Senator Mike Lee of Utah supports President Donald Trump’s efforts to reverse Bears Ears National Monument, once a public land but designated a monument shortly before the new year by Barack Obama by executive order (what else?) as designated by the 1906 Antiquities Act. Obama’s land grabs were an abuse of power.
The Daily Signal by Senator Mike Lee
During the Christmas season last year, the Obama administration ignored the majority of Utahans by designating a vast tract of land in southern Utah as a national monument.
Last week, the Department of the Interior took a welcome step toward reversing this executive abuse and returning to a legislative solution.
President Barack Obama used the 1906 Antiquities Act, written to protect “objects of historic or scientific interest,” to transform 1.3 million acres in San Juan County into the Bears Ears National Monument.
There is no doubt that specific sites within the new monument demonstrate historic, scientific, as well as cultural and spiritual significance. Native American tribes believe the area is sacred. And every citizen can appreciate the natural beauty of the sandstone buttes that gave the area its name.
However, the Antiquities Act is very clear that monument designations should be limited to “the smallest area compatible with the proper care and management of the objects to be protected.”
Presidents have ignored this important qualifier in the past, locking up millions of acres that could be managed as multiple-use.
In most cases, these expansive monuments have drawn support not from local citizens, but from outside interest groups who may not have locals’ best interests at heart, including outdoor recreation corporations and environmental activists who oppose new development.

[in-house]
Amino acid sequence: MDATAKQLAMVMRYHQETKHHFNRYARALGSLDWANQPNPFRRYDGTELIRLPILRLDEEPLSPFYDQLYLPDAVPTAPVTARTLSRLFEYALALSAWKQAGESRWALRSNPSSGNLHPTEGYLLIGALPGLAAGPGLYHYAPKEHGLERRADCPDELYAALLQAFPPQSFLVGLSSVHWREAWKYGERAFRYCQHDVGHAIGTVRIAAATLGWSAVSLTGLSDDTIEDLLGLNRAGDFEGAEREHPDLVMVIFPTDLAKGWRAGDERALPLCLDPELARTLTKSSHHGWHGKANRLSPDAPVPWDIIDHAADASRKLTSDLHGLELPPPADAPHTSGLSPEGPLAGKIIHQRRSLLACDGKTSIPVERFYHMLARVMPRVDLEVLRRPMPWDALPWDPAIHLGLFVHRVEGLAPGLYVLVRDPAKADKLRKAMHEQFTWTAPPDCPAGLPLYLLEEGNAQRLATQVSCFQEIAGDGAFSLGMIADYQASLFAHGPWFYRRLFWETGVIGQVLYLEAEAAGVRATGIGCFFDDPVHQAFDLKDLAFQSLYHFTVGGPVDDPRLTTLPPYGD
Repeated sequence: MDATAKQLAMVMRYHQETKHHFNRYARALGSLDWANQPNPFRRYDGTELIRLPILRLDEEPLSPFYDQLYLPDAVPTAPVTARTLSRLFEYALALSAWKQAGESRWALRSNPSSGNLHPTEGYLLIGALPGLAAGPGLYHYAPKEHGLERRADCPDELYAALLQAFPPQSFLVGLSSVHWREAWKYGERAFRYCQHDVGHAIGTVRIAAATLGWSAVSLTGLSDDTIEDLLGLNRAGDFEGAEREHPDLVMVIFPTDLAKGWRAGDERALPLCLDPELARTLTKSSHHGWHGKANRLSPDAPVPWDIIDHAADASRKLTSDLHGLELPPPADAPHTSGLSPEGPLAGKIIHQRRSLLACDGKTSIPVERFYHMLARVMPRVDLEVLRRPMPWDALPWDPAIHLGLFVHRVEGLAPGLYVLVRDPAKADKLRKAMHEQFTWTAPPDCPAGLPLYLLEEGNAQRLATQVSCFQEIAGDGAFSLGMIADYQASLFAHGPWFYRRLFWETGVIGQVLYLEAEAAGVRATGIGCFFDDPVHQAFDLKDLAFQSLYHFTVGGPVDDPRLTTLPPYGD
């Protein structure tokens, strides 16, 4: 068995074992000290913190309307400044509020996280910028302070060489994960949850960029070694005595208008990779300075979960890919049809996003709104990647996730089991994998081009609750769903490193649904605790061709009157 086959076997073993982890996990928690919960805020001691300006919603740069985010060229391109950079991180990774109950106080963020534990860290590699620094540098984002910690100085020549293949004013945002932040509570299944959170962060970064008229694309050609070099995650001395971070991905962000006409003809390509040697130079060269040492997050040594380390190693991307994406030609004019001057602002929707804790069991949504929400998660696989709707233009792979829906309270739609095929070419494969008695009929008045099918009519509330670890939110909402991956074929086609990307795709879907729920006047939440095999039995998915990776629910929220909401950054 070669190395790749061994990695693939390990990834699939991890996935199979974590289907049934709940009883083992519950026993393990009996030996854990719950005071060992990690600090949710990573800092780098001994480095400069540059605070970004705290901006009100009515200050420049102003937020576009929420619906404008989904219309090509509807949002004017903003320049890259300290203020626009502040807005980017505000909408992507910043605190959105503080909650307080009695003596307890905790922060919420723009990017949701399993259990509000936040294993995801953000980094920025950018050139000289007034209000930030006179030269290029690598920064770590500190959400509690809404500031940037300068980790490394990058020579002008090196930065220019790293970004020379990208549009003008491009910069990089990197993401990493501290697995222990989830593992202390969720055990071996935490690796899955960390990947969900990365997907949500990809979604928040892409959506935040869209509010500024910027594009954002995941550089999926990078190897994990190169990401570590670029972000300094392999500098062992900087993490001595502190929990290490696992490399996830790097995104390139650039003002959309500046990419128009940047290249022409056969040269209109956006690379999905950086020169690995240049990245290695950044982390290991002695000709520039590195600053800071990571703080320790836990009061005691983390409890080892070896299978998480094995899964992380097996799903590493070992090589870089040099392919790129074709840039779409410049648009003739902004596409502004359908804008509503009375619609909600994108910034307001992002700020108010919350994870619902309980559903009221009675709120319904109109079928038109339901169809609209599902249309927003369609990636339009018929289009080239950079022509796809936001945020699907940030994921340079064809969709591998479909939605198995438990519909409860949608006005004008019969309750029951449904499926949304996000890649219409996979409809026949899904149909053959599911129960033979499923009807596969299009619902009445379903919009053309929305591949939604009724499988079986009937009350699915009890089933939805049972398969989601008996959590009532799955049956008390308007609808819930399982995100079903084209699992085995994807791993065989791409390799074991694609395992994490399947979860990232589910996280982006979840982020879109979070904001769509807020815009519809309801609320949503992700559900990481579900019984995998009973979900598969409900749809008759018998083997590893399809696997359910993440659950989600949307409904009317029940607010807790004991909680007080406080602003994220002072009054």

Unsurprisingly, these unilateral monument designations have been resented by locals who sensed they were being stripped of control over their homes[…]
[Permission to republish granted by the Heritage Foundation.]
Below is the number of national monuments added and eliminated by past U. S. presidents as designated under The Antiquities Act from Theodore Roosevelt to Barack Obama.
It is obvious that Obama’s unparalleled land grabs were an abuse of law.
Americans affected by federal government land grabs dating back to 1996 are going to have their say.
WASHINGTON – U.S. Secretary of the Interior Ryan Zinke submitted a 45-day interim report on Bears Ears National Monument to President Donald J. Trump on Saturday, June 10, 2017, in accordance with the April 26, 2017, Executive Order (EO). The order directs the Secretary to review monuments designated under the Antiquities Act between January 1, 1996, and the present date that are 100,000 acres or more in size, or any monument the Secretary deems to have been created without appropriate public input. The EO also directs the Secretary to submit an interim report regarding Bears Ears specifically to the President no more than 45 days from the date of the EO.
The EO states: “Within 45 days of the date of this order, the Secretary shall provide an interim report to the President… The interim report shall include recommendations for such Presidential actions, legislative proposals, or other actions consistent with law as the Secretary may consider appropriate to carry out the policy set forth in section 1 of this order.”